Time-lapse With the Panasonic HC-V750 Camcorder

Time-lapse With the Panasonic HC-V750 Camcorder

Last Updated: 2015-01-15

Time-lapse videos can be magical, bringing things to life that normally seem static and motionless. With time-lapse, you can see plants grow, watch storm clouds form in the sky and reveal the activity of slow moving creatures. Time-lapse can also turbocharge the motion of things that don't normally seem motionless, allowing you to understand rush hour traffic patterns or condense an entire day's event into a few minutes.

The Panasonic HC-V750 camcorder is a great choice for people who want basic time-lapse functionality with a few options to control the effect. It seems to me that the HC-V750 will meet the needs of most consumers and "pro-sumers", however professional time-lapse videographers may want to look elsewhere.

This article describes how time-lapse works and how you can use the Panasonic HC-V750 camcorder to create time-lapse videos. The sample video at the end includes time-lapse scenes made with the different frame rate options available the HC-V750 as well as directions for navigating the HC-V750's menu system to turn on and setup time-lapse mode.

How Does It Work?

Basically, the time lapse function records a scene at a lower frame rate. Then, when you play the video back at the regular frame rate, the motion of the scene appears to be sped up. It's basically the opposite of slow motion recording.

Most camcorders record at either thirty or sixty frames per second (roughly). Let's call that the regular frame rate. But what if the camera recorded the video at, say, one frame per second (fps)? When you play that video back at 60 fps, the motion in the scene will appear to be sped up sixty times. Why? Because in the scene that you recorded, one frame is equal to one second. Playing it back at sixty frames per second means that you're now seeing it at sixty seconds per second or one minute per second.

Here's a quick demonstration of a time-lapse recorded at rate of 1 frame per second. Watching an ice cube melt in real time is as boring as it gets, but speed up the motion and it could be a scene from the movie adaptation of H. G. Wells' "The Time Machine"!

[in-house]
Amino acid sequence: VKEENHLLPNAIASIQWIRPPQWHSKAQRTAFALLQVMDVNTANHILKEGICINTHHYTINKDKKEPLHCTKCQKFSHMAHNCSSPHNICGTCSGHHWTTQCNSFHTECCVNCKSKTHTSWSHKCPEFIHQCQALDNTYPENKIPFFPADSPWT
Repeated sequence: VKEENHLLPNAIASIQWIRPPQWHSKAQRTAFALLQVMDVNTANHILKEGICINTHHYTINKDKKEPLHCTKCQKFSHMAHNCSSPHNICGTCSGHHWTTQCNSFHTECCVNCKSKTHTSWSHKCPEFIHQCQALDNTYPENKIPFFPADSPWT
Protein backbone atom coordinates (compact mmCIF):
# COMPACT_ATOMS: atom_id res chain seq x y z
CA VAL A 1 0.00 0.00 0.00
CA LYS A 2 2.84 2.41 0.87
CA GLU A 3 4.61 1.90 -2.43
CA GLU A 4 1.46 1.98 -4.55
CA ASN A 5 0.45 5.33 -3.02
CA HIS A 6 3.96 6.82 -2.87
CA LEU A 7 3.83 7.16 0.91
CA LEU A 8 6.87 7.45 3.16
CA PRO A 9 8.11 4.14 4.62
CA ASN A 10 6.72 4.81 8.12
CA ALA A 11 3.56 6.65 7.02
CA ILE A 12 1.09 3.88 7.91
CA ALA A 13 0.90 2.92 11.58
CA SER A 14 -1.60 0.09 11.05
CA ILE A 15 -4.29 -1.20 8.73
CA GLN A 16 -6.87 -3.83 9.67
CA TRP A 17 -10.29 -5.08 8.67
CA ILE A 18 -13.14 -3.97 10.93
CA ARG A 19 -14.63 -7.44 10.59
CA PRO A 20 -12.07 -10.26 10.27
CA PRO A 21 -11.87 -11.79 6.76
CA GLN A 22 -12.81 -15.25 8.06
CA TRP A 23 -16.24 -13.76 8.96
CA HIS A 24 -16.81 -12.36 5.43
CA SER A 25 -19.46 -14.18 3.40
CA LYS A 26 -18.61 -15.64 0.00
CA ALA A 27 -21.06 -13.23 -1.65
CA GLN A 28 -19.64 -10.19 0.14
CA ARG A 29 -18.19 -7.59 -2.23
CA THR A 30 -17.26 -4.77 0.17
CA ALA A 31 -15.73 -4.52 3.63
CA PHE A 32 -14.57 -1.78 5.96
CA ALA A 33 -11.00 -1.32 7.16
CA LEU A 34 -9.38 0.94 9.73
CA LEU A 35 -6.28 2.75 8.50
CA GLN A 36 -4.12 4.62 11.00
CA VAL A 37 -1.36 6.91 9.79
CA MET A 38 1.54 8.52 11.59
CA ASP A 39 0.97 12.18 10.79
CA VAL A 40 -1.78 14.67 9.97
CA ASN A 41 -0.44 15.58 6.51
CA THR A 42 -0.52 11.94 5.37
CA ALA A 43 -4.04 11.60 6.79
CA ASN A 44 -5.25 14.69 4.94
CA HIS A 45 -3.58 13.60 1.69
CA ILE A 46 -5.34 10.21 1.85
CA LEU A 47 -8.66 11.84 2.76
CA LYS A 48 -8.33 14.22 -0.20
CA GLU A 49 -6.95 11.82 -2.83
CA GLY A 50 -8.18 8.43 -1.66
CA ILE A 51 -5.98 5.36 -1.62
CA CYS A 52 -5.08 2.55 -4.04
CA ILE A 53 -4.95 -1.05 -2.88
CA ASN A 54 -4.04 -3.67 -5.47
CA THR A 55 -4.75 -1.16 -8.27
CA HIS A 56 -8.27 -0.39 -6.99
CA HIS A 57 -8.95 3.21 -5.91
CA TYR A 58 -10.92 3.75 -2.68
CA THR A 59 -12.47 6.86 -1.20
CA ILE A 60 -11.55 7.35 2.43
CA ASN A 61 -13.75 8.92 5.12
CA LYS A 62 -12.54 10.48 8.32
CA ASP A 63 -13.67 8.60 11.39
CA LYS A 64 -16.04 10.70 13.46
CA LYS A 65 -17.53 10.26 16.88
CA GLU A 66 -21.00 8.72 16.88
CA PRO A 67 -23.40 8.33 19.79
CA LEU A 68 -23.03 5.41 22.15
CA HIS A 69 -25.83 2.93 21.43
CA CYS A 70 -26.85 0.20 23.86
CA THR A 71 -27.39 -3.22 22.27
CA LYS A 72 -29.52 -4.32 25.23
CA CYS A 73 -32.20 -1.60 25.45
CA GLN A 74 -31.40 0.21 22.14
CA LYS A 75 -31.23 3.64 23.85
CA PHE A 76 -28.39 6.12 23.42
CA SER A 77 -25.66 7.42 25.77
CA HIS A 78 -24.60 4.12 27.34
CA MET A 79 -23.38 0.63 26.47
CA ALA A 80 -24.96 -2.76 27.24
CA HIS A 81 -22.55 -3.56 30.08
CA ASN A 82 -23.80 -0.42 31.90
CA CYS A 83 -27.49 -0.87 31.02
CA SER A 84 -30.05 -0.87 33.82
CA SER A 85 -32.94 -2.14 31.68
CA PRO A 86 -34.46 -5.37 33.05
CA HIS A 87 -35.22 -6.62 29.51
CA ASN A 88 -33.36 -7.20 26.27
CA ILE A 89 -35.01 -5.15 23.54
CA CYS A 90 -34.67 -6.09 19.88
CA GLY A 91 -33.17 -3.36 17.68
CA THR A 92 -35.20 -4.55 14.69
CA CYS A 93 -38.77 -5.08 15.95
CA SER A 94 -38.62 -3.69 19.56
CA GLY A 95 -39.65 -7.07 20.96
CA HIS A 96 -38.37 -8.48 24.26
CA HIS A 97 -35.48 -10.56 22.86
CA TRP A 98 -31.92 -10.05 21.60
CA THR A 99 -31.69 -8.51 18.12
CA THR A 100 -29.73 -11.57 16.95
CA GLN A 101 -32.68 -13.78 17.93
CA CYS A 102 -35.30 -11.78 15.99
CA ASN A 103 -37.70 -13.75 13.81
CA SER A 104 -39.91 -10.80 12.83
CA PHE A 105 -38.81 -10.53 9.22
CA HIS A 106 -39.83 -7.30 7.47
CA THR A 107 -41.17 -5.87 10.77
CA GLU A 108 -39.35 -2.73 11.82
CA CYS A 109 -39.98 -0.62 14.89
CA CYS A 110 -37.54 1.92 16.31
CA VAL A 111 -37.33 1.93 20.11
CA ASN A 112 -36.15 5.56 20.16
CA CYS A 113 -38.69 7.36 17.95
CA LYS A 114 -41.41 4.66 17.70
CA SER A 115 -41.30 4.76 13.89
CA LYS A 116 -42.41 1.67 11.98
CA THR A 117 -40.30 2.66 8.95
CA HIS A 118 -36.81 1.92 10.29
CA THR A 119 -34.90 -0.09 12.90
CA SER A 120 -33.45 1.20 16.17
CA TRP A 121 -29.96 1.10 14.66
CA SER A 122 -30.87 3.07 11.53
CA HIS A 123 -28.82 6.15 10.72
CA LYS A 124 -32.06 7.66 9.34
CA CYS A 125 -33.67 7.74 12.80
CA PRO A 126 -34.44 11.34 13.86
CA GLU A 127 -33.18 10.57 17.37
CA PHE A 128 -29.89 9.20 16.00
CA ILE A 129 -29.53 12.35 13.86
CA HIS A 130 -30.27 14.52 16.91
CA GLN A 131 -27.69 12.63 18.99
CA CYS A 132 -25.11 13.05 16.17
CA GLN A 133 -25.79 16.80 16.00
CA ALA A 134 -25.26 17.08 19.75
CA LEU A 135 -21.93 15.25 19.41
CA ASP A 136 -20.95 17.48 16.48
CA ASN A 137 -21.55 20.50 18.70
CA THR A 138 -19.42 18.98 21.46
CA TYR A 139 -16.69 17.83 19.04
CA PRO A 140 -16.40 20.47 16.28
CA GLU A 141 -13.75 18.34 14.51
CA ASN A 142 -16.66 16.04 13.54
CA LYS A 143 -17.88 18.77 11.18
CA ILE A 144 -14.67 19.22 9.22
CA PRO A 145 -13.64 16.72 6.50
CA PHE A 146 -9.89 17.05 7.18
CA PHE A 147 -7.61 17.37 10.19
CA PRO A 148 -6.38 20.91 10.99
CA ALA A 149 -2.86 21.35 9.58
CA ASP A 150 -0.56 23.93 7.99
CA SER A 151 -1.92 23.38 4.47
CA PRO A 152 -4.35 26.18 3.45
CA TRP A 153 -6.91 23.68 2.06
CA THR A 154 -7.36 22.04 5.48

Options Are Good

If you're interested in making time lapse videos, then I recommend that you buy a camcorder with multiple frame rate options for time lapse recording. The key to good time-lapse videography is setting the right speed of the time-lapse. No single frame rate will work for all scenes. Being able to record at different frame rates gives you the flexibility to dial in the right speed. It turns out that it's hard to estimate what the right speed is, so having frame rate options will also give you the ability to easily experiment with different frame rates while out in the field.

The HC-V750 has five frame rate options for time lapse recording ranging from one frame every second to one frame every two minutes.

With these options, the fastest lime lapse speed available to you is 120 times faster than the slowest time lapse speed. Note that the HC-V750 can only record time lapse when in the AVCHD recording format.

Post-production Time-lapse

Strictly speaking, you don't need a time-lapse function in your camera to make time-lapse videos. If you have access to even the most basic video editing application, then you can simply record the scene at the regular frame rate and then speed it up in post-production. That will certainly work, but there is a major drawback to this approach: the size of your recorded video!

The amount of real time that will elapse while you're recording a video with your camera's time-lapse function is much longer than the length of the resulting video. For example, a timelapse that captures a sunrise from darkness to full brightness can take an hour or more. Recording that sunrise on the HC-V750 camcorder, which records at 28 Mbps in AVCHD mode, will make a file that's... really big!

Also consider that many cameras will break long videos into multiple files. Working with multiple large files can make video editing more difficult. Using the timelapse function in your camcorder will likely result in a single, smaller file which will make your post production work much easier.

Video editing software can also help you fine tune the speed of a scene's motion in the final product if you didn't get it quite right in the field. This works best when speeding up the motion rather than slowing it down because slowing down the motion often means dropping the video's frame rate below the regular frame rate of 30 or 60 fps (roughly).

Sample HC-V750 Time-Lapse Clips

The video below shows sample time-lapse recordings at different frame rates using the Panasonic HC-V750 Camcorder. Scenes include dawn and daytime skies, cars, airplanes and golfers in and around the Phoenix, AZ area. The end of the video shows step by step screen shots of navigating the HC-V750 menus to turn on and setup time-lapse recording.

The HC-V750 used to make this video was purchased in 2014. The actual model number is HC-V750K. Later models of this camera and cameras with similar model numbers may function differently.

One Lens Two is not affiliated with the Panasonic Corporation. This article and the video are One Lens Two productions. All rights reserved. This material may not be published, broadcast, rewritten or redistributed in whole or in part without the expressed written authorization from One Lens Two.

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John Miller John Miller is the owner of "One Lens Two" and "In and Around Phoenix". He is also a co-owner of "Fooding Around Phoenix". John is always looking for collaboration opportunities so contact him using one of the options below!